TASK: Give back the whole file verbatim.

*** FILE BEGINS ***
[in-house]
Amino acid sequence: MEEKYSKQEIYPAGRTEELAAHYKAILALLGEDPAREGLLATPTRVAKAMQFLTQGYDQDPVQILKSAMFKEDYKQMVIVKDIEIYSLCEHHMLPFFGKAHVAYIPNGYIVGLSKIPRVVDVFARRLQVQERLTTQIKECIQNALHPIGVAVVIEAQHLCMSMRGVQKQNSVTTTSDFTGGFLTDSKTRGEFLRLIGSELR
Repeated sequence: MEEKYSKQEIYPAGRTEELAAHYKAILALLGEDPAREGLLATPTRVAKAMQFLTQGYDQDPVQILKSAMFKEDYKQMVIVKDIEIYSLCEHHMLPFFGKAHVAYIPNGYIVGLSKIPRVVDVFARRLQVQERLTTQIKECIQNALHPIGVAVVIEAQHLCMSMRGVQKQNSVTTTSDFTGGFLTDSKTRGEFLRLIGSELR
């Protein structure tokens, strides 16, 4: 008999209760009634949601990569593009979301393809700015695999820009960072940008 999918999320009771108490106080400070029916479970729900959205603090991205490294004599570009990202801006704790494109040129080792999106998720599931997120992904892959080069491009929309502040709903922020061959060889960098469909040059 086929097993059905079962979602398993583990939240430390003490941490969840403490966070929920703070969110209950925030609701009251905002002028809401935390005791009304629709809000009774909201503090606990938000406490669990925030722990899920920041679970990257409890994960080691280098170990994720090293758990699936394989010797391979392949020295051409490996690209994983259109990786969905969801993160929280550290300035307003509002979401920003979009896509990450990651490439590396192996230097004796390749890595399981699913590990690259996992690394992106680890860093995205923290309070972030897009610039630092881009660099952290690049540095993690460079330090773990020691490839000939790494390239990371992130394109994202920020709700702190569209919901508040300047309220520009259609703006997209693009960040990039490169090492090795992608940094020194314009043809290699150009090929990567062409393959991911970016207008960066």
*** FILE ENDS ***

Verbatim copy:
[in-house]
Amino acid sequence: MEEKYSKQEIYPAGRTEELAAHYKAILALLGEDPAREGLLATPTRVAKAMQFLTQGYDQDPVQILKSAMFKEDYKQMVIVKDIEIYSLCEHHMLPFFGKAHVAYIPNGYIVGLSKIPRVVDVFARRLQVQERLTTQIKECIQNALHPIGVAVVIEAQHLCMSMRGVQKQNSVTTTSDFTGGFLTDSKTRGEFLRLIGSELR
Repeated sequence: MEEKYSKQEIYPAGRTEELAAHYKAILALLGEDPAREGLLATPTRVAKAMQFLTQGYDQDPVQILKSAMFKEDYKQMVIVKDIEIYSLCEHHMLPFFGKAHVAYIPNGYIVGLSKIPRVVDVFARRLQVQERLTTQIKECIQNALHPIGVAVVIEAQHLCMSMRGVQKQNSVTTTSDFTGGFLTDSKTRGEFLRLIGSELR
């Protein structure tokens, strides 16, 4: 008999209760009634949601990569593009979301393809700015695999820009960072940008 999918999320009771108490106080400070029916479970729900959205603090991205490294004599570009990202801006704790494109040129080792999106998720599931997120992904892959080069491009929309502040709903922020061959060889960098469909040059 086929097993059905079962979602398993583990939240430390003490941490969840403490966070929920703070969110209950925030609701009251905002002028809401935390005791009304629709809000009774909201503090606990938000406490669990925030722990899920920041679970990257409890994960080691280098170990994720090293758990699936394989010797391979392949020295051409490996690209994983259109990786969905969801993160929280550290300035307003509002979401920003979009896509990450990651490439590396192996230097004796390749890595399981699913590990690259996992690394992106680890860093995205923290309070972030897009610039630092881009660099952290690049540095993690460079330090773990020691490839000939790494390239990371992130394109994202920020709700702190569209919901508040300047309220520009259609703006997209693009960040990039490169090492090795992608940094020194314009043809290699150009090929990567062409393959991911970016207008960066």